Learning About Sensory Integration Dysfunction: Strategies to Meet Young Children's Sensory Needs at Home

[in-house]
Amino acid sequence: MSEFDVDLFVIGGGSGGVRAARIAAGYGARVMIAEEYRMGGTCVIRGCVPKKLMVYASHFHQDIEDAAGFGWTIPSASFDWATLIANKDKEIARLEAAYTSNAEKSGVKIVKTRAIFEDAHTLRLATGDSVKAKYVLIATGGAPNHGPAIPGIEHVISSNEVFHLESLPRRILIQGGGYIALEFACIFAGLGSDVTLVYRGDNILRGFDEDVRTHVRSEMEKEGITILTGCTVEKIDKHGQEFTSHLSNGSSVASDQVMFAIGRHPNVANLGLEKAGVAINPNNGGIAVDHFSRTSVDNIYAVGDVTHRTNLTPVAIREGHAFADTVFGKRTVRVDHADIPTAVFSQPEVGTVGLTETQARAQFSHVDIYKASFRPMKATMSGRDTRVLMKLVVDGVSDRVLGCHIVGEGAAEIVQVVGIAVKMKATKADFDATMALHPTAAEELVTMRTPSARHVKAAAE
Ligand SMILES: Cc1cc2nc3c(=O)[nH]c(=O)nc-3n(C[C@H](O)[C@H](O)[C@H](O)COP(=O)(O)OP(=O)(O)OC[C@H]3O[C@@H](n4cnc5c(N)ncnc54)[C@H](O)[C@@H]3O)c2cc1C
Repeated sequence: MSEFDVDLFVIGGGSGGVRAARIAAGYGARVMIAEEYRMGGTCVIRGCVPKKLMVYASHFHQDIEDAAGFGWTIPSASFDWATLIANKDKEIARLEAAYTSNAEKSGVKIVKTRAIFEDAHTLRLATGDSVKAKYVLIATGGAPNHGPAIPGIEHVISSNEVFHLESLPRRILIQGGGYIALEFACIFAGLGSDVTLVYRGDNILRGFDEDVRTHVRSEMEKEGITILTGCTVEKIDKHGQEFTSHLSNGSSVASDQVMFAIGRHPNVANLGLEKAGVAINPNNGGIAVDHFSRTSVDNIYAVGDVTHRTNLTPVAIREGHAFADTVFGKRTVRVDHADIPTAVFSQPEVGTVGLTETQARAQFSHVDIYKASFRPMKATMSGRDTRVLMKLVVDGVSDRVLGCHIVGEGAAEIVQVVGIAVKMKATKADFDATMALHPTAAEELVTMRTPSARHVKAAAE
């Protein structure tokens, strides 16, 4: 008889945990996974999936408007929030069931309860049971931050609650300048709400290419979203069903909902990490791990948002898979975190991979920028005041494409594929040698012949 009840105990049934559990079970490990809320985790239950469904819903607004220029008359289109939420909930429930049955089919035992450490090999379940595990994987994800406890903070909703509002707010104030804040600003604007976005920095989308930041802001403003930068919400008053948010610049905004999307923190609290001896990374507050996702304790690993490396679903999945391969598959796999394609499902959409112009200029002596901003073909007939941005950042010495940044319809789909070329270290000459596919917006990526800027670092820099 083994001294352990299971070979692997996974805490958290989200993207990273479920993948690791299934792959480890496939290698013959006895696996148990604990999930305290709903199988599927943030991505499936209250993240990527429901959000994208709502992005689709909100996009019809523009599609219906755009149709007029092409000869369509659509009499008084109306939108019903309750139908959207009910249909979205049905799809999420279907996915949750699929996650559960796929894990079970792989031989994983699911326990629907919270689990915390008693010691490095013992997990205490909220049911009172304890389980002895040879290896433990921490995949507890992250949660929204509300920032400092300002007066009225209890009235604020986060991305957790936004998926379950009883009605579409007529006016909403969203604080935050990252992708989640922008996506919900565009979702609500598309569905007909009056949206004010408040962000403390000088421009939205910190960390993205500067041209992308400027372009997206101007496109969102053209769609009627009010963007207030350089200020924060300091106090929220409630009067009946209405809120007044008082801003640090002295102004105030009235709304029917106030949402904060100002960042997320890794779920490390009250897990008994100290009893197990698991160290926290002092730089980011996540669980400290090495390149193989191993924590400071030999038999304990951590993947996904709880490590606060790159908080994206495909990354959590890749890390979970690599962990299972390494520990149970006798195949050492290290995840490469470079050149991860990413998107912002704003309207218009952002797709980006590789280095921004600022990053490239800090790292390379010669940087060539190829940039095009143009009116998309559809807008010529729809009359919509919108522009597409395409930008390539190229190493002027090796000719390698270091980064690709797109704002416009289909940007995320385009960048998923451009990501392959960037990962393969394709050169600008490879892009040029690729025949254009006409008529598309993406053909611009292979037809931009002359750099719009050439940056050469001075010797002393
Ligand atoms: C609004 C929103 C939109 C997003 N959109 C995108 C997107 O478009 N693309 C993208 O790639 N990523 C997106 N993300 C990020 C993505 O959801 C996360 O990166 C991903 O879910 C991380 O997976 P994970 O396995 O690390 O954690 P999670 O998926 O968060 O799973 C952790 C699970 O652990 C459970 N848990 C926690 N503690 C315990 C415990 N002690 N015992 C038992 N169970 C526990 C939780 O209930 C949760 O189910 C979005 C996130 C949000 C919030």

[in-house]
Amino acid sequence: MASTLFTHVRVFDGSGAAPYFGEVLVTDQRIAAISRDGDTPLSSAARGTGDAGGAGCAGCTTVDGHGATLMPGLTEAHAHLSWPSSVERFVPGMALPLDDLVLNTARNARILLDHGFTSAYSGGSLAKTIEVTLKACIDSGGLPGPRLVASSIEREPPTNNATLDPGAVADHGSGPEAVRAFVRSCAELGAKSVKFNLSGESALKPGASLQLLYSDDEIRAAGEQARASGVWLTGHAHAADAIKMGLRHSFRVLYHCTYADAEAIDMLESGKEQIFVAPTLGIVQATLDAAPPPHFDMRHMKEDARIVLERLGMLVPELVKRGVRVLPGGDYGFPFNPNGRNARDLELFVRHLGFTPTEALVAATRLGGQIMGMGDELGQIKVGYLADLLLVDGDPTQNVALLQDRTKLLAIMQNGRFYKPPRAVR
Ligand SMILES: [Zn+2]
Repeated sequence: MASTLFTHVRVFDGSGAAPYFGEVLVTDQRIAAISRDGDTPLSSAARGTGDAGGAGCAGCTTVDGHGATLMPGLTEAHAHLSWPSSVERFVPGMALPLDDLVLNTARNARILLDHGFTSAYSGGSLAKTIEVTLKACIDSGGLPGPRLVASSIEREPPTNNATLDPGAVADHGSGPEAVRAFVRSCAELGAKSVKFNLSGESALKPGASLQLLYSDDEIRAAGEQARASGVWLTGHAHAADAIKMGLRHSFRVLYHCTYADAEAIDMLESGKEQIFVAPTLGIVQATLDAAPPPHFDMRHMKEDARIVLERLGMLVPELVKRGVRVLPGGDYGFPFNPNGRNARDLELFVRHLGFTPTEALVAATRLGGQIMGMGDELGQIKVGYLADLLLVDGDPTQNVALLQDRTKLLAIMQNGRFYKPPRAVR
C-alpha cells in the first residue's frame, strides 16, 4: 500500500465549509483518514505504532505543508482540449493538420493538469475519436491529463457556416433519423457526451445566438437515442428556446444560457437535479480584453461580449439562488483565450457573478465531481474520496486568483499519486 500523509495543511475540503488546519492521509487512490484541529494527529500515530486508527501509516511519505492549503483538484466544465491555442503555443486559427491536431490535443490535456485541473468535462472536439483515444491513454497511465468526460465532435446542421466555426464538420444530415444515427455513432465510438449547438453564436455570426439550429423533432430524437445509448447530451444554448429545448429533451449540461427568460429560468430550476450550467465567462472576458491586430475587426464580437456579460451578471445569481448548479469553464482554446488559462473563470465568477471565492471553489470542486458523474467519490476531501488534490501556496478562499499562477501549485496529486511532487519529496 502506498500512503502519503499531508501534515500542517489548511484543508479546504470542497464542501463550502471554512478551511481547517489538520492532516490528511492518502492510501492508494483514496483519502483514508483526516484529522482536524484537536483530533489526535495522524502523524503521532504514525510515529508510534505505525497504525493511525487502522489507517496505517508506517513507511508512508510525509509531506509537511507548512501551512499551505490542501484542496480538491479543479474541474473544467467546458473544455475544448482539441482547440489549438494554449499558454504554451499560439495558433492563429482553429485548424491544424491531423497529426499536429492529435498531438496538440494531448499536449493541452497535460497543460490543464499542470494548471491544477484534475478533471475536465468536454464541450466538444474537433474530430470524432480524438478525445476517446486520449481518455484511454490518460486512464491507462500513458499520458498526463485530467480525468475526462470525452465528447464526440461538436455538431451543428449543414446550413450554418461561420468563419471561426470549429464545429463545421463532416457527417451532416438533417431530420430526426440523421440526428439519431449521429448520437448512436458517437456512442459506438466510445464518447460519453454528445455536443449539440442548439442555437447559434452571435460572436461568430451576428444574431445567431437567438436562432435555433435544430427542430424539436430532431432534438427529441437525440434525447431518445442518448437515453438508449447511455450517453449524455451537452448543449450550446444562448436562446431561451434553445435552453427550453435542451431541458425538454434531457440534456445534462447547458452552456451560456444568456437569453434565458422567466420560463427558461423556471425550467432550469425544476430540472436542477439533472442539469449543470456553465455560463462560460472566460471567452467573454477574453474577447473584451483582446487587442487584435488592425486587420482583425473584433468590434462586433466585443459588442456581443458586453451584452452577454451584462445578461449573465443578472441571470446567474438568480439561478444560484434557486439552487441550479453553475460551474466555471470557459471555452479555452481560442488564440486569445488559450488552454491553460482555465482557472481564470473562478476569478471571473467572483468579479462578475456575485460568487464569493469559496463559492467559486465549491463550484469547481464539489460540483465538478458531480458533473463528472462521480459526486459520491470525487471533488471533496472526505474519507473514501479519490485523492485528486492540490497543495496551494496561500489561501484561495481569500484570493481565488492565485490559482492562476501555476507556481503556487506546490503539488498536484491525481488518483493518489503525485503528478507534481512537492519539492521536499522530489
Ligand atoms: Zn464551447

AbstractDrew is a 2-and-a-half-year-old boy. He is the youngest of four children, yet according to his mother, he is big for his age. Drew loves to play outside with his siblings. He has exceptional motor skills and can run and jump with his older brother. Drew loves to throw and catch, and he can play football with his brother. Drew is very affectionate; he loves to give hugs to his mother and sisters. Drew is learning to use words to get his needs met, and he recently began to combine words. He is always eager to help with chores and meal preparation. Drew has amazing strength, as he is able to carry two gallons of milk at a time, one in each hand. Drew's mother, Pam, has a hard time managing his disruptive behaviors. Pam is distraught because Drew is “ruling the household.” He often throws fits when he cannot communicate his wants and needs. Drew can be a bully to his older siblings. He bites and hits his siblings, and they give in to Drew just to keep him from throwing a fit. Drew has a very hard time attending to any activity. He wanders the house at dinnertime; he wakes in the middle of the night and empties all of the toys out of his toy box or pulls things off tables and walls. His mother says that Drew feels no pain. He can run into the wall and not cry. He likes to run into furniture, wrestle with his older brother, and carry buckets of grain to feed the family's goats. Pam's concerns lead her to speak to her pediatrician, who referred her to an early intervention team for an evaluation. The assessment results showed evidence of a significant speech and language delay. The intervention team also expressed concern about Drew's interactions with his family. Pam was asked to complete the Sensory Profile (Dunn, 1997), a standardized instrument used to assess children who might have a sensory integration disorder. The questionnaire is completed by the caregiver and then scored by professionals, an early intervention team, in Drew's case. The results were shared with Pam and her developmental pediatrician. Drew was diagnosed with a sensory integration dysfunction (SID).